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Eyther our Chronicles shal with full mouth speak
Not worshipt with a paper epitaph.”
It not unfrequently happened that the person who took down the lines as the actors delivered them, for the purpose of publishing the quarto, 1600, misheard what was said, and used wrong words which in sound nearly resembled the right : thus, earlier in the same scene, the Archbishop of Canterbury says, according to the folio, 1623,
“ They of those Marches, gracious sovereign,
Shall be a wall sufficient to defend
Our inland from the pilfering borderers.” In the quarto, 1600, the materials for which were probably surreptitiously obtained at the theatre, the passage is thus given :
“ The Marches, gracious soveraigne, shalbe sufficient
To guard your England from the pilfering borderers.” We might multiply instances of the same kind, but we do not think there can be any reasonable doubt upon the point.
The quartos, as we have stated, contain no hint of the Chorusses, but a passage in that which precedes Act v. certainly relates to the expedition of the Earl of Essex to Ireland, between the 15th April and the 28th Sept. 1599, and must have been written during his absence :
As, by a lower but loving likelihood,
To welcome him."
Henry V.” is brought to a narrow point; and confirmed as it is by the omission of all mention of the play by Meres, in his Palladis Tamia, 1598, we need feel little doubt that his first sketch came from the pen of Shakespeare, for performance at the Globe theatre, early in the summer of 1599. The enlarged drama, as it stands in the folio of 1623, we are disposed to believe was not put into the complete shape in which it has there come down to us, until shortly before the date when it was played at Court.
KING HENRY THE FIFTH.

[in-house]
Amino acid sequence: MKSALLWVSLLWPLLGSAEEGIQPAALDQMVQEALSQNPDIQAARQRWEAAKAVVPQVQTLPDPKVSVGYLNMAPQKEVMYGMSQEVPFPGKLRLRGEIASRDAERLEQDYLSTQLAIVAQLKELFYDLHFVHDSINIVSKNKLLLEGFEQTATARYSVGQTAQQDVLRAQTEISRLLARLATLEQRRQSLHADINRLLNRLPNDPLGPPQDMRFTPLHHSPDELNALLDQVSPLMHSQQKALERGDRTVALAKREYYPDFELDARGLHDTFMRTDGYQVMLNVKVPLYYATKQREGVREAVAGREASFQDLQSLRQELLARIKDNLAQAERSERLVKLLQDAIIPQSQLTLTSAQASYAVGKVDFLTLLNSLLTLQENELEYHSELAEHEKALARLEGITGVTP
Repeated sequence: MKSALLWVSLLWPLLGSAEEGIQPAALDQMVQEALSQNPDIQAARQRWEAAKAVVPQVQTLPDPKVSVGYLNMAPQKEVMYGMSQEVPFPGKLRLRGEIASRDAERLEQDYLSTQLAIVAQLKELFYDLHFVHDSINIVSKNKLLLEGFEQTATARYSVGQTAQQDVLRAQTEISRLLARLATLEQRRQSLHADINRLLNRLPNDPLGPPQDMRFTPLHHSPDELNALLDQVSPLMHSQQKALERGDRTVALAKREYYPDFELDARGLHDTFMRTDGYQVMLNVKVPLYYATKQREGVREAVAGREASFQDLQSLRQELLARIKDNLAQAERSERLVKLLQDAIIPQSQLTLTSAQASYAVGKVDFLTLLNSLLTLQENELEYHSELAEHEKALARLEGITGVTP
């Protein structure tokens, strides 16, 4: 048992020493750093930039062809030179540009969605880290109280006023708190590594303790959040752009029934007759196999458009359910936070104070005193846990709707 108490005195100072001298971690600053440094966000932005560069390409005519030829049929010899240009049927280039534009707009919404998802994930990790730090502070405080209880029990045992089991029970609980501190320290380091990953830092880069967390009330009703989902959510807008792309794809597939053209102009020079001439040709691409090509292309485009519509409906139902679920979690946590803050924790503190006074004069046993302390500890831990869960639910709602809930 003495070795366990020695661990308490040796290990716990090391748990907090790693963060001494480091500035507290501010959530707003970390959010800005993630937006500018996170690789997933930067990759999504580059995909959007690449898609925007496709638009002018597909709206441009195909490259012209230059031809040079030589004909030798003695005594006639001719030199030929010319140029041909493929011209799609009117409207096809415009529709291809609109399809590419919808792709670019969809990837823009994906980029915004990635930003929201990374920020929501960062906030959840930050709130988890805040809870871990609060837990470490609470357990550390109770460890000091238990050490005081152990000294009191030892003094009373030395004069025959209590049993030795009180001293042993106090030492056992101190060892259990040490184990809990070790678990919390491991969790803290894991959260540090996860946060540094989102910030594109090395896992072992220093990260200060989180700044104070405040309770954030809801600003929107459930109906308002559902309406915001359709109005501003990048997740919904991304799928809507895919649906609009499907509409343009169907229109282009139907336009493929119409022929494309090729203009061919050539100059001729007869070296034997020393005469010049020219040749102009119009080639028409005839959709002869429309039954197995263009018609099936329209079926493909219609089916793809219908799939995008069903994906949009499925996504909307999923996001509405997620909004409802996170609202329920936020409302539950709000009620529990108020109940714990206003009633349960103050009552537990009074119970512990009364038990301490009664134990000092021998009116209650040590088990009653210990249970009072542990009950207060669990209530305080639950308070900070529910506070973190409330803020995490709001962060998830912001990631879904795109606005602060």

Brothers to the King.
WICK. ARCHBISHOP OF CANTERBURY. BISHOP OF ELY. EARL OF CAMBRIDGE, LORD SCROOP,
MORRIS, JAMY, Officers in King Henry's Army.
ISABEL, Queen of France.
Lords, Ladies, Officers, French and English Soldiers, Messengers,
The SCENE in England, and in France.
1 Rowe first gave a list of the characters.
0, for a muse of fire, that would ascend The brightest heaven of invention ! A kingdom for a stage, princes to act, And monarchs to behold the swelling scene! Then should the warlike Harry, like himself, Assume the port of Mars; and at his heels, Leash'd in like hounds, should famine, sword, and fire, Crouch for employment. But pardon, gentles all, The flat unraised spirit that hath dar'd, On this unworthy scaffold, to bring forth So great an object : can this cockpit hold The vasty fields of France? or may we cram Within this wooden Oo the very casques, That did affright the air at Agincourt ? O, pardon ! since a crooked figure may Attest in little place a million ; And let us, ciphers to this great accompt, On your imaginary forces work. Suppose, within the girdle of these walls
1 Enter Chorus.] The old stage-direction is “Enter Prologue,” but it was the same “Chorus” as in a subsequent part of the play: near the end of the address the speaker calls himself “ Chorus," and only professes to deliver the lines “ Prologue-like,” not absolutely as the Prologue.
2 Within this wooden 0] The Globe Theatre, on the Bankside, was circular within, and probably this historical drama was first acted there ; but the company to which Shakespeare belonged also played in the winter at the Blackfriars Theatre, regarding the shape of which we have no information. See Hist. of Engl. Dram. Poetry and the Stage, vol. iii. p. 296. The Globe differed from the Fortune in Cripplegate, which was a square building. Ibid. vol. iii. p. 302.
Are now confin'd two mighty monarchies,
3 And make imaginary puissance :] A chorus of a similar kind precedes the anonymous play of “ The Famous History of Thomas Stukely," printed in 1605, but acted some years before. The speaker of the chorus there says, in accord. ance with Shakespeare,
“ Your gentle favour we must needs entreat
KING HENRY V.
ACT I. SCENE I.
London. An Ante-chamber in the King's Palace.
Enter the Archbishop of CANTERBURY, and Bishop of
Cant. My lord, I'll tell you, that self bill is urg’d,
Ely. But how, my lord, shall we resist it now?
Cant. It must be thought on. If it pass against us,
4 But that the SCAMBLING and unquiet time) “Scambling” is a word which occurs again in this play, and has before been employed in “Much Ado About Nothing,” Vol. II. p. 259. It was in frequent use among our old authors, and is what we have changed to scrambling, though they also had it in that form.